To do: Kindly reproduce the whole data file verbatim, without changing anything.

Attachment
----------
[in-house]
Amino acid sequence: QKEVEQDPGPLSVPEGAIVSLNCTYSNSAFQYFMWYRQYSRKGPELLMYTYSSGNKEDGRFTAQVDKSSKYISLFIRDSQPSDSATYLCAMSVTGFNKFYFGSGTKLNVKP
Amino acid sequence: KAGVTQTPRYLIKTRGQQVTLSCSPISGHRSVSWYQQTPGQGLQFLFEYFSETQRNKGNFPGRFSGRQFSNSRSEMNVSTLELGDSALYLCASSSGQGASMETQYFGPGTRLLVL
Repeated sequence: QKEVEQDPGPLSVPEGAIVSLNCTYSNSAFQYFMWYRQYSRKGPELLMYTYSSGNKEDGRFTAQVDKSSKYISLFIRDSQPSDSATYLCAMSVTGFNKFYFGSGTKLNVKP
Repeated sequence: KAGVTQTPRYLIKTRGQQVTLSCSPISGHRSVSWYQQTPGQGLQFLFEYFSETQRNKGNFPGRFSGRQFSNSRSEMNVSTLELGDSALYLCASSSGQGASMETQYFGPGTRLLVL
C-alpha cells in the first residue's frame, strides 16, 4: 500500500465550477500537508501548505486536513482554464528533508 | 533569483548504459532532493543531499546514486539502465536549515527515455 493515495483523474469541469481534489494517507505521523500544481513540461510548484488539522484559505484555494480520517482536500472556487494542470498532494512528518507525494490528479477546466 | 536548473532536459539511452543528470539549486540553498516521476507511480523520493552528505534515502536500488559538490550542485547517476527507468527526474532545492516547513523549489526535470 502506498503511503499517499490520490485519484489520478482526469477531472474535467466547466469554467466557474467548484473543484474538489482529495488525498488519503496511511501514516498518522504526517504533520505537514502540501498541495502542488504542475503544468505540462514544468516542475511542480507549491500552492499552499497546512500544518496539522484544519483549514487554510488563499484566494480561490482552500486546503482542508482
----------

[in-house]
Amino acid sequence: QKEVEQDPGPLSVPEGAIVSLNCTYSNSAFQYFMWYRQYSRKGPELLMYTYSSGNKEDGRFTAQVDKSSKYISLFIRDSQPSDSATYLCAMSVTGFNKFYFGSGTKLNVKP
Amino acid sequence: KAGVTQTPRYLIKTRGQQVTLSCSPISGHRSVSWYQQTPGQGLQFLFEYFSETQRNKGNFPGRFSGRQFSNSRSEMNVSTLELGDSALYLCASSSGQGASMETQYFGPGTRLLVL
Repeated sequence: QKEVEQDPGPLSVPEGAIVSLNCTYSNSAFQYFMWYRQYSRKGPELLMYTYSSGNKEDGRFTAQVDKSSKYISLFIRDSQPSDSATYLCAMSVTGFNKFYFGSGTKLNVKP
Repeated sequence: KAGVTQTPRYLIKTRGQQVTLSCSPISGHRSVSWYQQTPGQGLQFLFEYFSETQRNKGNFPGRFSGRQFSNSRSEMNVSTLELGDSALYLCASSSGQGASMETQYFGPGTRLLVL
C-alpha cells in the first residue's frame, strides 16, 4: 500500500465550477500537508501548505486536513482554464528533508 | 533569483548504459532532493543531499546514486539502465536549515527515455 493515495483523474469541469481534489494517507505521523500544481513540461510548484488539522484559505484555494480520517482536500472556487494542470498532494512528518507525494490528479477546466 | 536548473532536459539511452543528470539549486540553498516521476507511480523520493552528505534515502536500488559538490550542485547517476527507468527526474532545492516547513523549489526535470 502506498503511503499517499490520490485519484489520478482526469477531472474535467466547466469554467466557474467548484473543484474538489482529495488525498488519503496511511501514516498518522504526517504533520505537514502540501498541495502542488504542475503544468505540462514544468516542475511542480507549491500552492499552499497546512500544518496539522484544519483549514487554510488563499484566494480561490482552500486546503482542508482